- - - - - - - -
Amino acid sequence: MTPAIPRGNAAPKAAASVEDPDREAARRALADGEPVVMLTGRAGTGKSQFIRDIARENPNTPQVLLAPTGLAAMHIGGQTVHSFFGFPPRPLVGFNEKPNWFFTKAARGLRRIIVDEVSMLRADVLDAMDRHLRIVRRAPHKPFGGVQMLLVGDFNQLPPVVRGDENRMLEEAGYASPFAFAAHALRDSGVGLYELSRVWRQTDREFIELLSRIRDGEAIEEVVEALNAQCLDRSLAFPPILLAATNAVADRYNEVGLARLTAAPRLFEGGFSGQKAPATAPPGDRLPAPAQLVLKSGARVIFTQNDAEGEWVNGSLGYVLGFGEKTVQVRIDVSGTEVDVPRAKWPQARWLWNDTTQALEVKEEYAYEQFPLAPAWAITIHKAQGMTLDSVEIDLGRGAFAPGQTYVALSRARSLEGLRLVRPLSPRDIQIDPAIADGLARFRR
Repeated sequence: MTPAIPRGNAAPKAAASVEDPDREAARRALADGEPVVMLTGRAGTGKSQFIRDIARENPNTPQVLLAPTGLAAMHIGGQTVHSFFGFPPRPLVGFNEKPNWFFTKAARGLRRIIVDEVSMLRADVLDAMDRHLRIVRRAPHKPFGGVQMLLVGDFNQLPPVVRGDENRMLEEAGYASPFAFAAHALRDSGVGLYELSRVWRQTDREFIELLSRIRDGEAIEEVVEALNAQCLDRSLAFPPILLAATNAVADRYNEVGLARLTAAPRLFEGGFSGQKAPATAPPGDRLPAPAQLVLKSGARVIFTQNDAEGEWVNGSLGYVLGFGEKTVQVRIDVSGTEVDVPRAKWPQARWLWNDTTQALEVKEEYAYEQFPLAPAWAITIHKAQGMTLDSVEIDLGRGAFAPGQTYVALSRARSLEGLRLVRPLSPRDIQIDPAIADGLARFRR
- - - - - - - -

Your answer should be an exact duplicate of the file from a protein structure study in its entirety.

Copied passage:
Amino acid sequence: MTPAIPRGNAAPKAAASVEDPDREAARRALADGEPVVMLTGRAGTGKSQFIRDIARENPNTPQVLLAPTGLAAMHIGGQTVHSFFGFPPRPLVGFNEKPNWFFTKAARGLRRIIVDEVSMLRADVLDAMDRHLRIVRRAPHKPFGGVQMLLVGDFNQLPPVVRGDENRMLEEAGYASPFAFAAHALRDSGVGLYELSRVWRQTDREFIELLSRIRDGEAIEEVVEALNAQCLDRSLAFPPILLAATNAVADRYNEVGLARLTAAPRLFEGGFSGQKAPATAPPGDRLPAPAQLVLKSGARVIFTQNDAEGEWVNGSLGYVLGFGEKTVQVRIDVSGTEVDVPRAKWPQARWLWNDTTQALEVKEEYAYEQFPLAPAWAITIHKAQGMTLDSVEIDLGRGAFAPGQTYVALSRARSLEGLRLVRPLSPRDIQIDPAIADGLARFRR
Repeated sequence: MTPAIPRGNAAPKAAASVEDPDREAARRALADGEPVVMLTGRAGTGKSQFIRDIARENPNTPQVLLAPTGLAAMHIGGQTVHSFFGFPPRPLVGFNEKPNWFFTKAARGLRRIIVDEVSMLRADVLDAMDRHLRIVRRAPHKPFGGVQMLLVGDFNQLPPVVRGDENRMLEEAGYASPFAFAAHALRDSGVGLYELSRVWRQTDREFIELLSRIRDGEAIEEVVEALNAQCLDRSLAFPPILLAATNAVADRYNEVGLARLTAAPRLFEGGFSGQKAPATAPPGDRLPAPAQLVLKSGARVIFTQNDAEGEWVNGSLGYVLGFGEKTVQVRIDVSGTEVDVPRAKWPQARWLWNDTTQALEVKEEYAYEQFPLAPAWAITIHKAQGMTLDSVEIDLGRGAFAPGQTYVALSRARSLEGLRLVRPLSPRDIQIDPAIADGLARFRR